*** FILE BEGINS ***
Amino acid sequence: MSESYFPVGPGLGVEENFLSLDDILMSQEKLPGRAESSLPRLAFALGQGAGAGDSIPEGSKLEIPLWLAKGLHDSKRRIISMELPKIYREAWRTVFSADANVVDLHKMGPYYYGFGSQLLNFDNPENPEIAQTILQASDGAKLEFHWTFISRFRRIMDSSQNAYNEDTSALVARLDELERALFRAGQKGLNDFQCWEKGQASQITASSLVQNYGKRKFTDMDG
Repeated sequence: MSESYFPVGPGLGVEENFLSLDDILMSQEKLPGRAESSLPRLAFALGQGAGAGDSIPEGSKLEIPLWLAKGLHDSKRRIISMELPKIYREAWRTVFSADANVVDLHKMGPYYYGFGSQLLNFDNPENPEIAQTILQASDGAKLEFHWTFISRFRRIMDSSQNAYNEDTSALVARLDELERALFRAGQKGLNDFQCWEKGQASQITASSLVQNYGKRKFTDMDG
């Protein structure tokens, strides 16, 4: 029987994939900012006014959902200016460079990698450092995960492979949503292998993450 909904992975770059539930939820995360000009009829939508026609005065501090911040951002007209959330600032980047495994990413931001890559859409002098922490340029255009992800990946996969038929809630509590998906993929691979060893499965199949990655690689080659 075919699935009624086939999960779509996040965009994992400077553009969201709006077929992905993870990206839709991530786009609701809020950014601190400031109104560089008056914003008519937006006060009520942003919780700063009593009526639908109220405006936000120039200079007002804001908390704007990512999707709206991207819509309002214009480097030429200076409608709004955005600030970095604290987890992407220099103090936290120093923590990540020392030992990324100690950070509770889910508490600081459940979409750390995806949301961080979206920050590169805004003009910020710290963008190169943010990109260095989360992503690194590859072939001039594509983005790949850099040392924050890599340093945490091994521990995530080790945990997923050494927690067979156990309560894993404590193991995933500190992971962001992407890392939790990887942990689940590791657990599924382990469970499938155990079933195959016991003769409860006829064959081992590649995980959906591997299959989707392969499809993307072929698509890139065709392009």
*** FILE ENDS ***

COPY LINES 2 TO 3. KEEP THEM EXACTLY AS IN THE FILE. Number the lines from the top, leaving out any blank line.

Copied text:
Repeated sequence: MSESYFPVGPGLGVEENFLSLDDILMSQEKLPGRAESSLPRLAFALGQGAGAGDSIPEGSKLEIPLWLAKGLHDSKRRIISMELPKIYREAWRTVFSADANVVDLHKMGPYYYGFGSQLLNFDNPENPEIAQTILQASDGAKLEFHWTFISRFRRIMDSSQNAYNEDTSALVARLDELERALFRAGQKGLNDFQCWEKGQASQITASSLVQNYGKRKFTDMDG
């Protein structure tokens, strides 16, 4: 029987994939900012006014959902200016460079990698450092995960492979949503292998993450 909904992975770059539930939820995360000009009829939508026609005065501090911040951002007209959330600032980047495994990413931001890559859409002098922490340029255009992800990946996969038929809630509590998906993929691979060893499965199949990655690689080659 075919699935009624086939999960779509996040965009994992400077553009969201709006077929992905993870990206839709991530786009609701809020950014601190400031109104560089008056914003008519937006006060009520942003919780700063009593009526639908109220405006936000120039200079007002804001908390704007990512999707709206991207819509309002214009480097030429200076409608709004955005600030970095604290987890992407220099103090936290120093923590990540020392030992990324100690950070509770889910508490600081459940979409750390995806949301961080979206920050590169805004003009910020710290963008190169943010990109260095989360992503690194590859072939001039594509983005790949850099040392924050890599340093945490091994521990995530080790945990997923050494927690067979156990309560894993404590193991995933500190992971962001992407890392939790990887942990689940590791657990599924382990469970499938155990079933195959016991003769409860006829064959081992590649995980959906591997299959989707392969499809993307072929698509890139065709392009």